The Library Company Of Philadelphia Signs A Contract With Its First Librarian
On November 14, 1732 the Library Company of Philadelphia signed a contract with its first librarian.
Founded by Benjamin Franklin and friends in November 1731, the library enrolled members for a fee of 40 shillings but had to wait for its books to arrive from England before beginning full operation.
Many subscription libraries—founded to benefit academies, colleges, and other groups—were established from the 17th through the 19th centuries. The Library Company of Philadelphia grew out of the needs of the Leather Apron Club, also known as the "Junto," of which Franklin was a member. In addition to exchanging business information, these merchants discussed politics and natural philosophy, contributing to their requirements for books. Volumes were purchased with the annual contributions of shareholders, building a more comprehensive library than any individual could afford.
The Library Company of Philadelphia (LCP) is a Philadelphia, Pennsylvania-based non-profit organization. Founded by Benjamin Franklin as a library, the Library Company of Philadelphia has accumulated one of the most significant collections of historically-valuable manuscripts and printed material in the United States.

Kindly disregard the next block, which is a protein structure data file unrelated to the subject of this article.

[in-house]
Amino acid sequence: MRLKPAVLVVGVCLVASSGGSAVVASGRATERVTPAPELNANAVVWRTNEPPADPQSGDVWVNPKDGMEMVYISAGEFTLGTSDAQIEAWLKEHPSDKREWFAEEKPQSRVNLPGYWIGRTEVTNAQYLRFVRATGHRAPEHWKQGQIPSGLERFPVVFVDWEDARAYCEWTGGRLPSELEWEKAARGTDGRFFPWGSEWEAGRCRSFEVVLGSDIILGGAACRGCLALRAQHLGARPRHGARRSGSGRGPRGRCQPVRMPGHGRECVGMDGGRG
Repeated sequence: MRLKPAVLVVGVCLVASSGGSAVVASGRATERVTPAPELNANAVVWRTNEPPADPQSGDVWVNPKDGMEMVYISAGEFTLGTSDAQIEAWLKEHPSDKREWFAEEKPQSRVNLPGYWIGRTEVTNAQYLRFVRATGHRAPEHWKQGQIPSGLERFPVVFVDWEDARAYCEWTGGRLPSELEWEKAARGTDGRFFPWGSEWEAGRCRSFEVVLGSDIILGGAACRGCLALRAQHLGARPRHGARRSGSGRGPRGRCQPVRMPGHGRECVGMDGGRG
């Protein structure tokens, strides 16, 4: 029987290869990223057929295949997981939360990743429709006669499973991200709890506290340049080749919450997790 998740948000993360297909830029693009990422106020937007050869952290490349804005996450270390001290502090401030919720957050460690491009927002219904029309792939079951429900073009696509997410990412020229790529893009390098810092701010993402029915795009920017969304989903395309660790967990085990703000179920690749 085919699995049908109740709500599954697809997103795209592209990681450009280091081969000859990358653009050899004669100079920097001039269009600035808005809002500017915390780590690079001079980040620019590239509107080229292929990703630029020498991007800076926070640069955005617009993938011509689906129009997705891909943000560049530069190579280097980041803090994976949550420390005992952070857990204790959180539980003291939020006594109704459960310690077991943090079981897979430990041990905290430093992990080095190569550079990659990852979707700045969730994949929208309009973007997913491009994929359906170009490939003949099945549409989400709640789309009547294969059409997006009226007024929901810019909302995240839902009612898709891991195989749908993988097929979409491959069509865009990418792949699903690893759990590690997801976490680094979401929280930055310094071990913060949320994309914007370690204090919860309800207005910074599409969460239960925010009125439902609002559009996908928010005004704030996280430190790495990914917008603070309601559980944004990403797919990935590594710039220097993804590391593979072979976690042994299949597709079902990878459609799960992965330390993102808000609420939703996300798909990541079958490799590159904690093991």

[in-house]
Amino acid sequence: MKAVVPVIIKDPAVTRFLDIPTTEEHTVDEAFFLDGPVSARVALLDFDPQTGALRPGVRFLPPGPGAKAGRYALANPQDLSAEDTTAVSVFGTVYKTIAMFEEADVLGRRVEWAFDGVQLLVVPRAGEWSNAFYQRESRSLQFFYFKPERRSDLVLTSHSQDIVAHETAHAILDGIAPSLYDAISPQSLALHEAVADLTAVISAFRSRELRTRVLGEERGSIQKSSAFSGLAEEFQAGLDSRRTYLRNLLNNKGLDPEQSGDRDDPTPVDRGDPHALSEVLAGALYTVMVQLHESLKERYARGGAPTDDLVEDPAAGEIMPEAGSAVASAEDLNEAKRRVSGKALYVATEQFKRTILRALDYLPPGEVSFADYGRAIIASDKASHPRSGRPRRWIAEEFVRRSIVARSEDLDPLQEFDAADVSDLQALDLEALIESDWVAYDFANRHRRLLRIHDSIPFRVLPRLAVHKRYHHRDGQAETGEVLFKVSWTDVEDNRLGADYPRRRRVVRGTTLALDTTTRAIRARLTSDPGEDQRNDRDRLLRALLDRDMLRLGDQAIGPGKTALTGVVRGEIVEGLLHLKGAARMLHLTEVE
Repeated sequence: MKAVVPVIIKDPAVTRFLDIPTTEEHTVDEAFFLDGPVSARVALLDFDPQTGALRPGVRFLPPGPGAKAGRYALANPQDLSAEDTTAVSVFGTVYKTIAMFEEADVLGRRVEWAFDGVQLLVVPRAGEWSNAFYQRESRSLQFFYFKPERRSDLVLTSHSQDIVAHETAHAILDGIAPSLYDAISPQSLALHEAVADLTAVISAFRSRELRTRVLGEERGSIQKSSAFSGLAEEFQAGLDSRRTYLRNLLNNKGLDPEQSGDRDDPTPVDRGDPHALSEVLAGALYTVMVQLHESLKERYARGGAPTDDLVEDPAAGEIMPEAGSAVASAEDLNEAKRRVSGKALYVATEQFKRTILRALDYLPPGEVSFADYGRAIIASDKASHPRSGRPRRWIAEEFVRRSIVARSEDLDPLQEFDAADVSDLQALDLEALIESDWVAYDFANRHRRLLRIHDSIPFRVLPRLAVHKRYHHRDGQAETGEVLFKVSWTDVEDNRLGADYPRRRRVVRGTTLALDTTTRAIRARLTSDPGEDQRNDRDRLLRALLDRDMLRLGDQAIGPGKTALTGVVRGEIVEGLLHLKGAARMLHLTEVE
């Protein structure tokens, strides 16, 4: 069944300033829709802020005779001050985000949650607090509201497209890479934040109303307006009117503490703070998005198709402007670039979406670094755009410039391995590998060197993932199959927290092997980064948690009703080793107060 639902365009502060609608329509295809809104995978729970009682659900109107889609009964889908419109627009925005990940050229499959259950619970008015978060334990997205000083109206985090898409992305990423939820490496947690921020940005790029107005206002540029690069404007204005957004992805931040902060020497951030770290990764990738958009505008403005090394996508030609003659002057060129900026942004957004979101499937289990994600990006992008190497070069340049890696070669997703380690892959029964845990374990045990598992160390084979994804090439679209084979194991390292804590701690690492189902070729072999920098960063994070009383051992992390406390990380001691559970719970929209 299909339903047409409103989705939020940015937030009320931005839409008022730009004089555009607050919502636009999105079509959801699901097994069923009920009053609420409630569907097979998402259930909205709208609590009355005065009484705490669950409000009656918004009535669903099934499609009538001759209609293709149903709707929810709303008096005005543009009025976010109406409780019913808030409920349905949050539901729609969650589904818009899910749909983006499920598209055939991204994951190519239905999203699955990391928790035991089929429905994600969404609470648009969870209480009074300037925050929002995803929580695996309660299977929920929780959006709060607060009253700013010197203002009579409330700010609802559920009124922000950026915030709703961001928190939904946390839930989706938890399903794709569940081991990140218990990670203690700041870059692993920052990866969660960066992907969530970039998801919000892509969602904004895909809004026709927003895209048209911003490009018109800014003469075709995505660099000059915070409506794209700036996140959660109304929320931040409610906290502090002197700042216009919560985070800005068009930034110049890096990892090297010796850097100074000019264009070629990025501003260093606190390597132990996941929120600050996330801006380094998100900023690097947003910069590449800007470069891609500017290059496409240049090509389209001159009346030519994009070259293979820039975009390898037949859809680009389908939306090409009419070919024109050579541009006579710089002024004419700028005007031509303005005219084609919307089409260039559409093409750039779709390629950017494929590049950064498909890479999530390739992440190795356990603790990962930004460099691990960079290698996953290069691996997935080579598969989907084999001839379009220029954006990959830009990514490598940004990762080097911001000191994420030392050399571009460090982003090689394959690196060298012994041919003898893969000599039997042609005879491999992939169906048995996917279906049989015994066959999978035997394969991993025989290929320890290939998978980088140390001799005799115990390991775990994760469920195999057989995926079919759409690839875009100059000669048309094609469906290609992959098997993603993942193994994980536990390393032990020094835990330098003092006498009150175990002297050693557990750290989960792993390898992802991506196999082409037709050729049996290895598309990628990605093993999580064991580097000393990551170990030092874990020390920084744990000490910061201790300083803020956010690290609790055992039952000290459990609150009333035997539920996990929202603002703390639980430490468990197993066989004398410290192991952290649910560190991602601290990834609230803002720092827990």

The current collection size is about 500,000 books and 70,000 other items, including 2,150 items that once belonged to Franklin, the Mayflower Compact, major collections of 17th century and Revolution-era pamphlets and ephemera, maps, and whole libraries assembled in the 18th and 19th centuries. The collection also includes first editions of Moby-Dick and Leaves of Grass.
The Library Company was an offshoot of the Junto, a discussion group in colonial Philadelphia, Pennsylvania that gravitated around Benjamin Franklin. On July 1, 1731, Franklin and a number of his fellow members among the Junto drew up "Articles of Agreement" to found a library, for they had discovered that their far-ranging conversations on intellectual and political themes foundered at times on a point of fact that might be found in a decent library. In colonial Pennsylvania at the time there were not many books; Books from London booksellers were expensive to purchase and slow to arrive. Franklin and his friends were mostly of moderate means, and none alone could have afforded a representative library such as a gentleman of leisure might expect to assemble. By pooling their resources in pragmatic Franklinian fashion, as the Library Company's historian wrote, "the contribution of each created the book capital of all." The first librarian they hired was Louis Timothee, being America's first.
Franklin came up with the idea of a subscription library for members of the Junto, and the concept was expanded to include the citizens of Philadelphia. Before this, there were only private libraries owned by the rich. The Library Company was founded on July 1, 1731, with 50 subscribers who paid 40 shillings each to join and pledged 10 shillings a year to remain members.